Sequestration cuts, we learned yesterday, continue to undermine the U.S. economy severely, and are quickly losing support of the congressional Republicans who pushed for the policy in the first place. As the GOP budget strategy unravels, House Appropriations Committee Chairman Hal Rogers (R-Ky.) said yesterday the sequester is "unrealistic," "ill-conceived," and a policy that "must be brought to an end."
For now, House Speaker John Boehner (R-Ohio) doesn't give a darn.
Speaker John A. Boehner came before the mics on Thursday, and he made one thing clear: The sequester is here to stay until the White House gets serious about spending cuts."Sequestration is going to remain in effect until the president agrees to cuts and reforms that will allow us to remove it," the Ohio Republican said to reporters in his weekly news conference. "The president insisted on the sequester none of us wanted, none of us like it, there are smarter ways to cut spending."
It's frightening how little Boehner understands about this policy. He's the Speaker of the House, for goodness sake.
First, the president didn't "insist on the sequester." That's just crazy.
Second, if "none of us" want this stupid policy, it's within Boehner's power to stop the cuts that are hurting the country on purpose. For reasons that only make sense to him, the Speaker refuses.
Third, Boehner's argument is that he'll stop deliberately undermining the country when Obama "agrees to cuts and reforms." But Obama has already approved $1.5 trillion in spending cuts, and offered Republicans even more. So far, GOP officials have offered no comparable concessions.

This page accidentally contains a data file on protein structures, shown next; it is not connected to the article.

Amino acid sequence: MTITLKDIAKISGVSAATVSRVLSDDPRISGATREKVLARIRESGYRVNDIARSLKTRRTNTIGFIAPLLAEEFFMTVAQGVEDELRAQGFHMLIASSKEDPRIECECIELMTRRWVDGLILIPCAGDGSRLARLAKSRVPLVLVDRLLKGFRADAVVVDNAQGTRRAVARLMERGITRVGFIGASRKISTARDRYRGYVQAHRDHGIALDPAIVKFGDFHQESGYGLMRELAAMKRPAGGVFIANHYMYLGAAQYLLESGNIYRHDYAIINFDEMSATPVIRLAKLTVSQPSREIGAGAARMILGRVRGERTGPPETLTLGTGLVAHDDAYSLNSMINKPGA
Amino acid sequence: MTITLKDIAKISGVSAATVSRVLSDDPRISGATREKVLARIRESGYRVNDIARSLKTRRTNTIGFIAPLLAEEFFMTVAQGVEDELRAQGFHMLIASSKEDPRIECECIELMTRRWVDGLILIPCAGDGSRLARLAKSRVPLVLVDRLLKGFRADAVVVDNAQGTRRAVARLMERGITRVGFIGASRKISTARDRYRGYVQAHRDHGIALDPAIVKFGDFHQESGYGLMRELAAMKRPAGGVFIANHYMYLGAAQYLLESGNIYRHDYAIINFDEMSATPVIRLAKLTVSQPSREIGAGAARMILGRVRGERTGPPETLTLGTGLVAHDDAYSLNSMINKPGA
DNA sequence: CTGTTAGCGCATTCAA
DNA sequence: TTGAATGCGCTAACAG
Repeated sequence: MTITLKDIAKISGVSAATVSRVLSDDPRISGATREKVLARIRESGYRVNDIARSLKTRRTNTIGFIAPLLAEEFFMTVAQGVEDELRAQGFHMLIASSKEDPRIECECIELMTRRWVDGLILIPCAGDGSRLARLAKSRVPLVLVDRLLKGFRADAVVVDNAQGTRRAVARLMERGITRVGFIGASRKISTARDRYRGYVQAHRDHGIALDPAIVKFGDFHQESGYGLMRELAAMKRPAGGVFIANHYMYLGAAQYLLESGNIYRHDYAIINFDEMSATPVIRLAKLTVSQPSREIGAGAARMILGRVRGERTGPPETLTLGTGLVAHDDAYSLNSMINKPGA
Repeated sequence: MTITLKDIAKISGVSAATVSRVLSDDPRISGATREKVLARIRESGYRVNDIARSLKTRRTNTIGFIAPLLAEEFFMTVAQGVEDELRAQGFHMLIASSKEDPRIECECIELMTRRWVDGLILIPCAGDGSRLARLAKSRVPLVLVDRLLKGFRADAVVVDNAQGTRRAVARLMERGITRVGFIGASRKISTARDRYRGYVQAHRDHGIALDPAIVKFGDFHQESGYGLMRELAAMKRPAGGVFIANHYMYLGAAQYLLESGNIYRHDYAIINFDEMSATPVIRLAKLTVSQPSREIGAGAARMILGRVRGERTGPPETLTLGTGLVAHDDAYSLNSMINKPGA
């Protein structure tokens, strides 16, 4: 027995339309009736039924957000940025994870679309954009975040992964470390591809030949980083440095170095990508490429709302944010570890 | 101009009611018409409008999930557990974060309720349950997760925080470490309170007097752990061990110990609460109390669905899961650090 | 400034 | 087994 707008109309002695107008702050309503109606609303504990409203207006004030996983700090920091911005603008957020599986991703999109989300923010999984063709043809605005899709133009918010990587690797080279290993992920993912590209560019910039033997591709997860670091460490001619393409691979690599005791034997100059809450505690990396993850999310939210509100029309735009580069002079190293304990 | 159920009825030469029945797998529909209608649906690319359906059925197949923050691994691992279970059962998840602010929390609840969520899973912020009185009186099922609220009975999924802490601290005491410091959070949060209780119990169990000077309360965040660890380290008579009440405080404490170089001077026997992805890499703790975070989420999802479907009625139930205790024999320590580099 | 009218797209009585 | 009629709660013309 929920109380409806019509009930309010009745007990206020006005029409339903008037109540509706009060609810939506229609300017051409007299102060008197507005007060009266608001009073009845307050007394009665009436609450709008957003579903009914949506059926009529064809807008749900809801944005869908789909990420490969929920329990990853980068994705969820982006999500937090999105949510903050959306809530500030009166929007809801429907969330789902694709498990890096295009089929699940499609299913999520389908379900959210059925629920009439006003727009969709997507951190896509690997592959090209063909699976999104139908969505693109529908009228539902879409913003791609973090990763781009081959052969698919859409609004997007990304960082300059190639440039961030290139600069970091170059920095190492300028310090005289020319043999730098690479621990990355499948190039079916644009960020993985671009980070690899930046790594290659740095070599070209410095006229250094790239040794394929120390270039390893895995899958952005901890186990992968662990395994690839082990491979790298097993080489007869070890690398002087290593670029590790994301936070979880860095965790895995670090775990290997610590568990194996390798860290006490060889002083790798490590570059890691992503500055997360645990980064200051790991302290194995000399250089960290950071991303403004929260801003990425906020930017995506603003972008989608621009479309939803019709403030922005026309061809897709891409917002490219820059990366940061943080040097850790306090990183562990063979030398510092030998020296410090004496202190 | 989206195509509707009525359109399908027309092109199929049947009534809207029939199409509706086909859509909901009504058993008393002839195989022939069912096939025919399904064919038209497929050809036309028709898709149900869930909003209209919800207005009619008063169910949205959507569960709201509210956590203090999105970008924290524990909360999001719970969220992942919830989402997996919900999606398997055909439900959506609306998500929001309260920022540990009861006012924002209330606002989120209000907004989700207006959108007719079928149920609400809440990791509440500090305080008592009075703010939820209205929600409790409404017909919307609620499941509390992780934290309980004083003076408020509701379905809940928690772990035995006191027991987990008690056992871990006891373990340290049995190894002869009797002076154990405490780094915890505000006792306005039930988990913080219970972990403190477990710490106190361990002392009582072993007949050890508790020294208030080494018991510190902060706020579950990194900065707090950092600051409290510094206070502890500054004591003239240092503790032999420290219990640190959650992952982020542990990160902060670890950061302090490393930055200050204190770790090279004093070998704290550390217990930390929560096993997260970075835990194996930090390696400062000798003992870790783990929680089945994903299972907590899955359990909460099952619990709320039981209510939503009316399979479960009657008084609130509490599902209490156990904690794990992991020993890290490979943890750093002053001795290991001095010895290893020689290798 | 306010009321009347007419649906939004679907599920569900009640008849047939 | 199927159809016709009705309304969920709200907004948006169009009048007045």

And finally, there's the problem Boehner doesn't like to talk about: he has no alternative.
In effect, he's saying, "When Obama agrees to make me happy, I'll agree to end the pain." And what would make Boehner happy? He won't say -- Obama is supposed to just offer Republican goodies, in the hopes that the House Speaker will eventually say he's satisfied and turn off the policy that's hurting the country on purpose.
Maybe Boehner should take a moment to consider how he defines the nature of "public service." Does he seriously believe he's acting in the nation's best interests by pushing a policy both parties hate and is clearly undermining economic growth and job creation?